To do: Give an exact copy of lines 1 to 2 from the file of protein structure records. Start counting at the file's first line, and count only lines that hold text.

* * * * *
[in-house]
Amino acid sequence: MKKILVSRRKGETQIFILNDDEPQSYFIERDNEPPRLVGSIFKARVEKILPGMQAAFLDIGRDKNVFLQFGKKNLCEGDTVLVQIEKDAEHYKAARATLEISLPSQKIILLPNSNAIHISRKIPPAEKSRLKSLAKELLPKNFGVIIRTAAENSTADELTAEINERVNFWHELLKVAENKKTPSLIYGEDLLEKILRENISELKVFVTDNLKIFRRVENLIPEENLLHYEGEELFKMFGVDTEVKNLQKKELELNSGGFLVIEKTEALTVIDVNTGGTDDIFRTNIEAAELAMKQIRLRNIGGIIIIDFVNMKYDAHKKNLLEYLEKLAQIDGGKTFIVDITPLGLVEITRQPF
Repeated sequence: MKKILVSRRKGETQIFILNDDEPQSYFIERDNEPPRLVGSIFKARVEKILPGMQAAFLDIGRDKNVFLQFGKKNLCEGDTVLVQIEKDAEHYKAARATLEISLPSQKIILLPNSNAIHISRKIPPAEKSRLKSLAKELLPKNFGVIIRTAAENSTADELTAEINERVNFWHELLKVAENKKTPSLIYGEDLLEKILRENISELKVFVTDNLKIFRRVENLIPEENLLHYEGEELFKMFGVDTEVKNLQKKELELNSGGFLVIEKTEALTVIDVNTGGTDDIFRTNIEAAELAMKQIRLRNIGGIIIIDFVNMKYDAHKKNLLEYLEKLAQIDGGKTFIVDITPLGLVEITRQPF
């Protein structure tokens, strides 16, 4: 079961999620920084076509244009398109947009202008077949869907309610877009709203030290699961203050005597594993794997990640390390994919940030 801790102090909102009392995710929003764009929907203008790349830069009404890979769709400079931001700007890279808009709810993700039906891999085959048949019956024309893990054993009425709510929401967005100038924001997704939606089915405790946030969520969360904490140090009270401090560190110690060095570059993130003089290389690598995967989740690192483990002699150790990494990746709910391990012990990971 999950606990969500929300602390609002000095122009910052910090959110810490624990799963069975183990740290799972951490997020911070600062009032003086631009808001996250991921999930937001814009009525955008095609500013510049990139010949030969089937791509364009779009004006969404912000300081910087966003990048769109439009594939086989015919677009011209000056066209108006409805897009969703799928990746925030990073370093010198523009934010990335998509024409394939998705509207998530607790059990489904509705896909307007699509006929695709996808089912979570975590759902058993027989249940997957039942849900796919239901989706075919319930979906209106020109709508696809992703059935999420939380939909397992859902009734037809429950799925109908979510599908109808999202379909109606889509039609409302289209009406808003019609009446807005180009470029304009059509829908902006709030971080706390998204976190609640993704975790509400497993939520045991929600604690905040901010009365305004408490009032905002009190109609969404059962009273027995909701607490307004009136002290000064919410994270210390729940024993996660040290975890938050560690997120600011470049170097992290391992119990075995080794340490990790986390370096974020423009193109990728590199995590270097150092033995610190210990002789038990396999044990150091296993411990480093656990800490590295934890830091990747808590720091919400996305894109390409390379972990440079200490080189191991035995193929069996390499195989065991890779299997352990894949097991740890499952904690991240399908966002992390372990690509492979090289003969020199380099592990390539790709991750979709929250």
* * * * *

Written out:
[in-house]
Amino acid sequence: MKKILVSRRKGETQIFILNDDEPQSYFIERDNEPPRLVGSIFKARVEKILPGMQAAFLDIGRDKNVFLQFGKKNLCEGDTVLVQIEKDAEHYKAARATLEISLPSQKIILLPNSNAIHISRKIPPAEKSRLKSLAKELLPKNFGVIIRTAAENSTADELTAEINERVNFWHELLKVAENKKTPSLIYGEDLLEKILRENISELKVFVTDNLKIFRRVENLIPEENLLHYEGEELFKMFGVDTEVKNLQKKELELNSGGFLVIEKTEALTVIDVNTGGTDDIFRTNIEAAELAMKQIRLRNIGGIIIIDFVNMKYDAHKKNLLEYLEKLAQIDGGKTFIVDITPLGLVEITRQPF